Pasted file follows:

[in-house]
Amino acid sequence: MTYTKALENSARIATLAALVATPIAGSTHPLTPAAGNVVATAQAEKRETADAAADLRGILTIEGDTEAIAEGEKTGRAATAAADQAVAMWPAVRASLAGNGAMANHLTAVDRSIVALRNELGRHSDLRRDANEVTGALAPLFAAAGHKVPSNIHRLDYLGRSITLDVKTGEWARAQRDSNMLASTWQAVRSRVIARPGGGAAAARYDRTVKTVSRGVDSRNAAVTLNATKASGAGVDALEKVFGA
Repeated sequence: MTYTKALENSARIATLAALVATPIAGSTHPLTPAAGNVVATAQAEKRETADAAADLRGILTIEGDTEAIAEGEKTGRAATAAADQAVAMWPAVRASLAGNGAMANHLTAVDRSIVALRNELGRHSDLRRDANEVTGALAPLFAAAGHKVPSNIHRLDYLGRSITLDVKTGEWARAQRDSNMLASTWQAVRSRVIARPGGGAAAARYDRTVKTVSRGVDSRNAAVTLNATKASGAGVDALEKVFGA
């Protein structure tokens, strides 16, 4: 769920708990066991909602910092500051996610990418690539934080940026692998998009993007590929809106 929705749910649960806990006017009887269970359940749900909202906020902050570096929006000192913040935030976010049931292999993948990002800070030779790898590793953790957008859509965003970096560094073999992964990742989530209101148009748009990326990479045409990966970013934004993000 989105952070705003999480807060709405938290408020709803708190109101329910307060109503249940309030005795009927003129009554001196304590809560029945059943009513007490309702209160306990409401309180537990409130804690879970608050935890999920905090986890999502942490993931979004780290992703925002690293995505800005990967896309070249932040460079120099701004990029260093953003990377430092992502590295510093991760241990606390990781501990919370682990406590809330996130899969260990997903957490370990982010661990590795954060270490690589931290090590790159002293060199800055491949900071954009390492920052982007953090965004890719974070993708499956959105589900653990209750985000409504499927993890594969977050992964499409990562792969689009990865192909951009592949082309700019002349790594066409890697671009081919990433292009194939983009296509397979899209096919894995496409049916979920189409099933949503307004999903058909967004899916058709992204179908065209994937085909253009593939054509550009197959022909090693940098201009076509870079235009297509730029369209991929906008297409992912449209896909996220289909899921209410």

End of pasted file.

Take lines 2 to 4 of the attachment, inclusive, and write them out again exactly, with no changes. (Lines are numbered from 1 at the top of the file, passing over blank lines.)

Amino acid sequence: MTYTKALENSARIATLAALVATPIAGSTHPLTPAAGNVVATAQAEKRETADAAADLRGILTIEGDTEAIAEGEKTGRAATAAADQAVAMWPAVRASLAGNGAMANHLTAVDRSIVALRNELGRHSDLRRDANEVTGALAPLFAAAGHKVPSNIHRLDYLGRSITLDVKTGEWARAQRDSNMLASTWQAVRSRVIARPGGGAAAARYDRTVKTVSRGVDSRNAAVTLNATKASGAGVDALEKVFGA
Repeated sequence: MTYTKALENSARIATLAALVATPIAGSTHPLTPAAGNVVATAQAEKRETADAAADLRGILTIEGDTEAIAEGEKTGRAATAAADQAVAMWPAVRASLAGNGAMANHLTAVDRSIVALRNELGRHSDLRRDANEVTGALAPLFAAAGHKVPSNIHRLDYLGRSITLDVKTGEWARAQRDSNMLASTWQAVRSRVIARPGGGAAAARYDRTVKTVSRGVDSRNAAVTLNATKASGAGVDALEKVFGA
């Protein structure tokens, strides 16, 4: 769920708990066991909602910092500051996610990418690539934080940026692998998009993007590929809106 929705749910649960806990006017009887269970359940749900909202906020902050570096929006000192913040935030976010049931292999993948990002800070030779790898590793953790957008859509965003970096560094073999992964990742989530209101148009748009990326990479045409990966970013934004993000 989105952070705003999480807060709405938290408020709803708190109101329910307060109503249940309030005795009927003129009554001196304590809560029945059943009513007490309702209160306990409401309180537990409130804690879970608050935890999920905090986890999502942490993931979004780290992703925002690293995505800005990967896309070249932040460079120099701004990029260093953003990377430092992502590295510093991760241990606390990781501990919370682990406590809330996130899969260990997903957490370990982010661990590795954060270490690589931290090590790159002293060199800055491949900071954009390492920052982007953090965004890719974070993708499956959105589900653990209750985000409504499927993890594969977050992964499409990562792969689009990865192909951009592949082309700019002349790594066409890697671009081919990433292009194939983009296509397979899209096919894995496409049916979920189409099933949503307004999903058909967004899916058709992204179908065209994937085909253009593939054509550009197959022909090693940098201009076509870079235009297509730029369209991929906008297409992912449209896909996220289909899921209410």